Molecular Biochemistry I

Biochemical Energetics


Textbook Reading: Voet & Voet, Biochemistry, 3rd Edition, Chapter 3 (especially p. 56-60); Chapter 16 (especially p. 566-571). 
Note: More detail will be provided later relating to redox reactions and active transport.

Some recent articles (optional reading): 
A. Kornberg, N. N. Rao, & D. Ault-Riché (1999) "Inorganic polyphosphate: A molecule of many functions," Annu. Rev. Biochem. 68: 89-125.
D. C. Rees & J. B. Howard (1999) "Structural bioenergetics and energy transduction mechanisms," J. Molec. Biol. 293: 343-350.
C. R. Bagshaw (2001) "ATP analogues at a glance," J. Cell Sci. 114: 459-460.
P. P. Dzeja & A. Terzic (2003) "Phosphotransfer networks and cellular energetics," J. Exptl. Biol. 206: 2039-2047.
K. N. Allen & D. Dunaway-Mariano (2004) "Phosphoryl group transfer: evolution of a catalytic scaffold," Trends in Biochem. Sci. 39: 495-503.
M. J. McLeish & G. L. Kenyon (2005) "Relating structure to mechanism in Creatine Kinase," Critical Rev. Biochem. Molec. Biol. 40: 1-20.
D. G. Hardie, S. A. Hawley & J. W. Scott (2006) "AMP-activated protein kinase - development of the energy sensor concept," J. Physiol. 574: 7-15.
P. G. Falkowski (2006) "Tracing oxygen's imprint on earth's metabolic evolution," Science 311: 1724-1725.

Potential Test Question:

1.a. Draw the complete structure of the molecule ATP. How does the linkage between the terminal two phosphates differ from that between the ribose and the first phosphate? How does the magnitude of the free energy of  phosphate hydrolysis from ATP compare to the free energy of phosphate hydrolysis from other compounds such as phosphoenolpyruvate and glucose-6-phosphate? Explain why this is important to the role of ATP in metabolism.
b. What determines the rates of cleavage of "high energy bonds" of molecules such as ATP? How is this significant with regard to the roles of "high energy" compounds in metabolism?

2. Write out the reaction catalyzed by each of the following enzymes, listing substrates and products, and summarize briefly the role in metabolism of that enzyme: Adenylate Kinase, Phosphodiesterase, Creatine Kinase, Nucleoside Diphosphate Kinase, Protein Kinase. (Structures of reactants and products not required here.)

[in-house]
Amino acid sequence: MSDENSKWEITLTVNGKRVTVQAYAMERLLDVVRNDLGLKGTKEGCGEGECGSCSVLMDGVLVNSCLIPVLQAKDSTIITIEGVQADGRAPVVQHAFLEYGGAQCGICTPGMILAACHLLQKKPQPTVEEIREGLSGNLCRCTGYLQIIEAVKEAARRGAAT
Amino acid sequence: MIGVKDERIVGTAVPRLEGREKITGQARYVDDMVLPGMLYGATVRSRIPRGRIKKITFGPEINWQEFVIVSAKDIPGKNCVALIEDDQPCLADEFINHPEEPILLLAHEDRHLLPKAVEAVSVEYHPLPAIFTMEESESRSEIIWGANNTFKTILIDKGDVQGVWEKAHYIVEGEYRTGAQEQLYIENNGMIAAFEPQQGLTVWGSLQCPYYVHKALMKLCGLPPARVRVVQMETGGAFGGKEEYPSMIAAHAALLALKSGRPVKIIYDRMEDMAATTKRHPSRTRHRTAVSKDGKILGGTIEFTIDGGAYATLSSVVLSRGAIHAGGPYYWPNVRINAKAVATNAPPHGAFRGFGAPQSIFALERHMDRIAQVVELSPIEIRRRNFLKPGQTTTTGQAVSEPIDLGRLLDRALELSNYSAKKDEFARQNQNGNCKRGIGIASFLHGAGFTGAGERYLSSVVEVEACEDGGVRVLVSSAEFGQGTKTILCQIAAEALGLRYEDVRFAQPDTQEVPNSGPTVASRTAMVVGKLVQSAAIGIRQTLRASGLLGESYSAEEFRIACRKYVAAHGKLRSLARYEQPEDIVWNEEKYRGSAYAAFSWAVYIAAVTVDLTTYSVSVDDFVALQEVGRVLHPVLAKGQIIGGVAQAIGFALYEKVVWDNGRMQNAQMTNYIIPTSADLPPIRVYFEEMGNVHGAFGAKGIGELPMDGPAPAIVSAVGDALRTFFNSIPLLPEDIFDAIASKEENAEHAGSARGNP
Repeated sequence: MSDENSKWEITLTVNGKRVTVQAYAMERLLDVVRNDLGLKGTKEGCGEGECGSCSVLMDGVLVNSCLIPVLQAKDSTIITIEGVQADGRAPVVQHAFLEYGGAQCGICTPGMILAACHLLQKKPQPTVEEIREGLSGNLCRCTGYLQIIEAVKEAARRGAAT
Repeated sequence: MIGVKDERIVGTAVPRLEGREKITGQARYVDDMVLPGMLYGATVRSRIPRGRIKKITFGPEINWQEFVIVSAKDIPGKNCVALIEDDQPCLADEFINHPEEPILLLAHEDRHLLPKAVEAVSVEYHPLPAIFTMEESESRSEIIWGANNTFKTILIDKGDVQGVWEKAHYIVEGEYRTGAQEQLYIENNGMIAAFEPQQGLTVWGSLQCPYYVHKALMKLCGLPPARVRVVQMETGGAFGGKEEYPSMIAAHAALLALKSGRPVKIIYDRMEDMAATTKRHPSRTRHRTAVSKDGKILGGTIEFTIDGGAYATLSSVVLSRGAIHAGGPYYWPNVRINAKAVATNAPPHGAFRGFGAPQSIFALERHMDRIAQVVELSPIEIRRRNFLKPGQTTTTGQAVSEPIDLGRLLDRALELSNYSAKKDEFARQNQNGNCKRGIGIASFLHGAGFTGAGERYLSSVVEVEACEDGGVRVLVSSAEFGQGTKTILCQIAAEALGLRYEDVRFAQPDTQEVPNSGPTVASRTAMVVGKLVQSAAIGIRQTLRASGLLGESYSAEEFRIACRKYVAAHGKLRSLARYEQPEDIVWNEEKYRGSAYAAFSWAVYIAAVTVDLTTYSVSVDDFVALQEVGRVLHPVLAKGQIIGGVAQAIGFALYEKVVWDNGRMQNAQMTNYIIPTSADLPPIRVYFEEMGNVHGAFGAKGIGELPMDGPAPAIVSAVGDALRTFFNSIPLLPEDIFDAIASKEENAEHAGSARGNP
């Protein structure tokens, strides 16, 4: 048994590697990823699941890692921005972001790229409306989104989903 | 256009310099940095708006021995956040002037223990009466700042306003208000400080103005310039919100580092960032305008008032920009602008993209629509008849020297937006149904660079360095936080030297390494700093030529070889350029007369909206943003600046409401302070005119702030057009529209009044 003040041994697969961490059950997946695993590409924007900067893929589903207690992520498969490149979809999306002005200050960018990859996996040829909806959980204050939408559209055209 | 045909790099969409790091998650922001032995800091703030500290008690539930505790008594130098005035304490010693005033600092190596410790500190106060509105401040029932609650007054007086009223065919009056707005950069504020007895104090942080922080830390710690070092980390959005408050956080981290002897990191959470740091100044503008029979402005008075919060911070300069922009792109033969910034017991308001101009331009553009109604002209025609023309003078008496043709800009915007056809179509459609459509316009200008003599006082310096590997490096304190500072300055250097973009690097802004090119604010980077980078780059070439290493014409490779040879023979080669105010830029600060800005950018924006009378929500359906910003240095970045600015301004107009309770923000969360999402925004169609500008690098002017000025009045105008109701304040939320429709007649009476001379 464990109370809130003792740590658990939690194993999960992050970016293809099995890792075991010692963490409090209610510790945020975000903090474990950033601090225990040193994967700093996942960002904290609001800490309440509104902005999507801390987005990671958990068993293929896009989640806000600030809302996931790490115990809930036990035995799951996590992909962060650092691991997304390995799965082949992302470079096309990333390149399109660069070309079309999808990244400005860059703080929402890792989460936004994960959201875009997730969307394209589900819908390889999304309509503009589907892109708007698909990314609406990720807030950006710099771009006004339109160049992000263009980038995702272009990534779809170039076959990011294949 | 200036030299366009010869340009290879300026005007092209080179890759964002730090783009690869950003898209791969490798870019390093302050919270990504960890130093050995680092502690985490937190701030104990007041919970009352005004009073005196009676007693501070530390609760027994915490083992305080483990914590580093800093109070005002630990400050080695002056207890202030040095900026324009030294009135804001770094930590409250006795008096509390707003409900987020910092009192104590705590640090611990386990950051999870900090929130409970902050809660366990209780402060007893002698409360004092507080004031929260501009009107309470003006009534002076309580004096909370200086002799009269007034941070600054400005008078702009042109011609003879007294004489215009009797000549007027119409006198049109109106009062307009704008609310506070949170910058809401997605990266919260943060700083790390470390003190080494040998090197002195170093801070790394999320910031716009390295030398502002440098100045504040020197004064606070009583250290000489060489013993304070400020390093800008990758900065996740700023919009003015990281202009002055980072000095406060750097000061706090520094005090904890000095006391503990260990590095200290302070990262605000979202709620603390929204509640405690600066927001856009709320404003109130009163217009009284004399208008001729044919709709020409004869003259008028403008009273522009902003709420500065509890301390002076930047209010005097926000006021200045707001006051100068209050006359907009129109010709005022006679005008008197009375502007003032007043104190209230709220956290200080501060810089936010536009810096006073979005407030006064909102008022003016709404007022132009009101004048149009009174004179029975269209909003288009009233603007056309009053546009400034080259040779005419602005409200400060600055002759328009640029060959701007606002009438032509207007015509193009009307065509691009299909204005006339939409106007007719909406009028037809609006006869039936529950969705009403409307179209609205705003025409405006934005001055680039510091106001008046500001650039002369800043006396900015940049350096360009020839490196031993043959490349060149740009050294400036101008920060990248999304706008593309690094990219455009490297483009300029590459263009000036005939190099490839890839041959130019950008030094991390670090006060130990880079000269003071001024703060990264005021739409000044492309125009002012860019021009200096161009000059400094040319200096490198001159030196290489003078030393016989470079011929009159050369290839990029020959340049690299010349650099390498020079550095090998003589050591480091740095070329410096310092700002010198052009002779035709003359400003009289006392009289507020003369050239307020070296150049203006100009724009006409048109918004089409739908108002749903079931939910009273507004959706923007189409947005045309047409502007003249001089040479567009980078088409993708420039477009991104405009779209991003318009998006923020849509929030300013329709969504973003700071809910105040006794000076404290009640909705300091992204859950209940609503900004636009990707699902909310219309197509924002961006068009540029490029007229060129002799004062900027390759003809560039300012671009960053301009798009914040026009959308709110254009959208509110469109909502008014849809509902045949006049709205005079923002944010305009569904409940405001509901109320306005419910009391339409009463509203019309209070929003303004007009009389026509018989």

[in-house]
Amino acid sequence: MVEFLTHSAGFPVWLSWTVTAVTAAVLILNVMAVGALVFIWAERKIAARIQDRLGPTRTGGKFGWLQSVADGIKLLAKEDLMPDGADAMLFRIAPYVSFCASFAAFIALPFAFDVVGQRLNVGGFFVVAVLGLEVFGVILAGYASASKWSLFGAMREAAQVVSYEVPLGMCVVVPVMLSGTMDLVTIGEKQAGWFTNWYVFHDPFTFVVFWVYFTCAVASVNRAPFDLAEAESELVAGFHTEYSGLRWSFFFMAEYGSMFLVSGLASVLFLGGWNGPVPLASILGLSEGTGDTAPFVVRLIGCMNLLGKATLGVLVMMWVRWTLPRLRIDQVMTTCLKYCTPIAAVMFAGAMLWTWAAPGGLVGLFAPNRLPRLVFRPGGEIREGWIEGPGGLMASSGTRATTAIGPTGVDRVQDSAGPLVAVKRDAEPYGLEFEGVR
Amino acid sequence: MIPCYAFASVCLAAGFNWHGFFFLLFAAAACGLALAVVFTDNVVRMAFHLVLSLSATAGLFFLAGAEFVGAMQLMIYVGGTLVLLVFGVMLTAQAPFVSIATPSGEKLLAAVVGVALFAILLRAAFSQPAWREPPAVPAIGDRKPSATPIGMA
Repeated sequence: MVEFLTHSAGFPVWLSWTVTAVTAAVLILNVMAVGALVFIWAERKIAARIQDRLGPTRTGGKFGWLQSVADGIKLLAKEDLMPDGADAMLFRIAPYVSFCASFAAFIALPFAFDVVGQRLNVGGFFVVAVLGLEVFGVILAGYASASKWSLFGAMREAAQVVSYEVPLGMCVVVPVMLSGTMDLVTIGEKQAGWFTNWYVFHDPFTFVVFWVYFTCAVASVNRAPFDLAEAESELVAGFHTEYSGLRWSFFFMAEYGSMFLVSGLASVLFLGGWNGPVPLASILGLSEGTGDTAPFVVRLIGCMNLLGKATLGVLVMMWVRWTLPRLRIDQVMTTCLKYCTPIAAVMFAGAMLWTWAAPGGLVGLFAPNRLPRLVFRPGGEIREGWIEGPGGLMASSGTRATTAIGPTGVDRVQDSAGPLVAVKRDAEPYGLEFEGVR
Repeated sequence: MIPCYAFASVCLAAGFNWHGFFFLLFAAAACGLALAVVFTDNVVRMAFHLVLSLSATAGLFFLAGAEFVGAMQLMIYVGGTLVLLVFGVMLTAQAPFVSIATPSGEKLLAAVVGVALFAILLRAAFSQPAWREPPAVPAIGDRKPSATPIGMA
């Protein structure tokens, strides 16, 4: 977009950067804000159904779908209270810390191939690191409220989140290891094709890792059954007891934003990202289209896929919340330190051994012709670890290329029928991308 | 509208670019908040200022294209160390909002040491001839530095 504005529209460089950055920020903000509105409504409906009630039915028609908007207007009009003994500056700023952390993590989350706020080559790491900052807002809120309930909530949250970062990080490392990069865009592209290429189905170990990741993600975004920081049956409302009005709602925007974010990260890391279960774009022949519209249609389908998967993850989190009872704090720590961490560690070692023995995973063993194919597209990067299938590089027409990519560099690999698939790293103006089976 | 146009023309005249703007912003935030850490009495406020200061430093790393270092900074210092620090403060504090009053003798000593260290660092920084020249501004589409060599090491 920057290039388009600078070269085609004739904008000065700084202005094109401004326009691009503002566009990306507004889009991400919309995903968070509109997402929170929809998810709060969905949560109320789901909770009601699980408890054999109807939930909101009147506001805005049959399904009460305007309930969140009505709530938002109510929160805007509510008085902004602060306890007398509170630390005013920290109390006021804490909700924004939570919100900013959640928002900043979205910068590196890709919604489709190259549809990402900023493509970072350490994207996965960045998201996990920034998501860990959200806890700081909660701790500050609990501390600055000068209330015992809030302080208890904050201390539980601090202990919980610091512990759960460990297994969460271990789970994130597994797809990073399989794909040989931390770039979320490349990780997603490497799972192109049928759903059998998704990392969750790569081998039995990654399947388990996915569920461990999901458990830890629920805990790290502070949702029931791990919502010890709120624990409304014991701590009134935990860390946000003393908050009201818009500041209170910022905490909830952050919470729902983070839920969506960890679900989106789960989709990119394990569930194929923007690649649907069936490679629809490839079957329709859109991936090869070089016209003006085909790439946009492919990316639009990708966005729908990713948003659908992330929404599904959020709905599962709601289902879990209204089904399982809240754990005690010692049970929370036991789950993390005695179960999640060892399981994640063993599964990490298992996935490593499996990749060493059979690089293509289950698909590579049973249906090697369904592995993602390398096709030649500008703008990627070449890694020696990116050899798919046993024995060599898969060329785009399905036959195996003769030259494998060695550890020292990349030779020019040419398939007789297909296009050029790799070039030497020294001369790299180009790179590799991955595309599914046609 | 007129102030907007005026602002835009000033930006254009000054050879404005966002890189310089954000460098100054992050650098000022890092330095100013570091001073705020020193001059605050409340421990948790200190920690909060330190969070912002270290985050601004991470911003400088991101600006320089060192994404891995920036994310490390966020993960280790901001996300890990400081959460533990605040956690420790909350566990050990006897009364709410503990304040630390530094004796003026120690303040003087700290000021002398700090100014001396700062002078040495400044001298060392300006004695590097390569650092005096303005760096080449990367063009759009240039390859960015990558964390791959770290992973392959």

Problems: Please do these calculations before checking answers in the Tutorial.

1. A simple pathway has two steps: A « B « C

DGo' for A « B = +11.4 kJ/mol,  and  Keq is 10-2
DGo' for B « C = -22.8 kJ/mol,  and  Keq is 104

a. What is the standard free energy change for conversion of A to C?  ________kJ/mol

b. Write an equation specifying the free energy change (DG) of the first reaction from A to B, taking into account concentrations of reactant and product:

c. At equilibrium what are the concentration ratios B/A, C/B, and C/A? (Hint: Base your calculation on the equilibrium constants.)  B/A = _____   C/B = _____    C/A = _____ 

d. If you start with 1 M each of A, B, and C, what will be the concentration of each of these compounds at equilibrium? (Hint: The total concentration of A + B + C = 3 M.)
A =
________M        B = ________M       C = ________M


2.a. Calculate the free energy per mole of Na+ for transport of Na+ out of a cell. Assume that the membrane potential is 50 mV negative inside (positive outside), that the Na+ concentration is 12 mM inside and 150 mM outside, and the temperature is 310 oK. Gas Constant: R = 8.3145 J(oK-1)(mol-1) Faraday: F = 96,485 J( V-1)(mol-1)
DG =


b. Assuming that the concentrations of ATP, ADP, and Pi in the cell are 4 mM, 0.1 mM, and 4 mM respectively, what is the free energy change per mole of ATP hydrolyzed to ADP + Pi, in kJ/mol?  
DG = __________kJ/mol


c. Assuming the above conditions, and assuming that 3 Na+ must be transported per ATP hydrolyzed in each reaction cycle, would the ATP-linked transport of Na+ out of the cell be spontaneous?  ____________
Is there enough energy available to transport 5 Na+ per ATP? 


Copyright © 1998-2007 by Joyce J. Diwan. All rights reserved.

Lecture notes on
Biochemical Energetics

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